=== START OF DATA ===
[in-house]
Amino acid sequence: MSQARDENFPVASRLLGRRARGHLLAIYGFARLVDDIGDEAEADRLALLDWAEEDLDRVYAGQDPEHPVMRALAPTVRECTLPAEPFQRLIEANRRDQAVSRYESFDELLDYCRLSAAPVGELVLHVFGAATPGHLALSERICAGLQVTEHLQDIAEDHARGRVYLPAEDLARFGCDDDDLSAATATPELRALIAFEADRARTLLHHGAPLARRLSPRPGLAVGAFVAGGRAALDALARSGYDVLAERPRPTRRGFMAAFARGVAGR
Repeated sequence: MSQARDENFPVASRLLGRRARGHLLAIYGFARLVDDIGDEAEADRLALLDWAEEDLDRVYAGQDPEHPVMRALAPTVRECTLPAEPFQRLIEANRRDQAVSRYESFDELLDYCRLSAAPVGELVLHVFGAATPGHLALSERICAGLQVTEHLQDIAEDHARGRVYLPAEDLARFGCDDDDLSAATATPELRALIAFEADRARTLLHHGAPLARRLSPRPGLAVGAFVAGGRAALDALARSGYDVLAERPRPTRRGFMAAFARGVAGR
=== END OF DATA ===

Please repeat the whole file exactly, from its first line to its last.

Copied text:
[in-house]
Amino acid sequence: MSQARDENFPVASRLLGRRARGHLLAIYGFARLVDDIGDEAEADRLALLDWAEEDLDRVYAGQDPEHPVMRALAPTVRECTLPAEPFQRLIEANRRDQAVSRYESFDELLDYCRLSAAPVGELVLHVFGAATPGHLALSERICAGLQVTEHLQDIAEDHARGRVYLPAEDLARFGCDDDDLSAATATPELRALIAFEADRARTLLHHGAPLARRLSPRPGLAVGAFVAGGRAALDALARSGYDVLAERPRPTRRGFMAAFARGVAGR
Repeated sequence: MSQARDENFPVASRLLGRRARGHLLAIYGFARLVDDIGDEAEADRLALLDWAEEDLDRVYAGQDPEHPVMRALAPTVRECTLPAEPFQRLIEANRRDQAVSRYESFDELLDYCRLSAAPVGELVLHVFGAATPGHLALSERICAGLQVTEHLQDIAEDHARGRVYLPAEDLARFGCDDDDLSAATATPELRALIAFEADRARTLLHHGAPLARRLSPRPGLAVGAFVAGGRAALDALARSGYDVLAERPRPTRRGFMAAFARGVAGR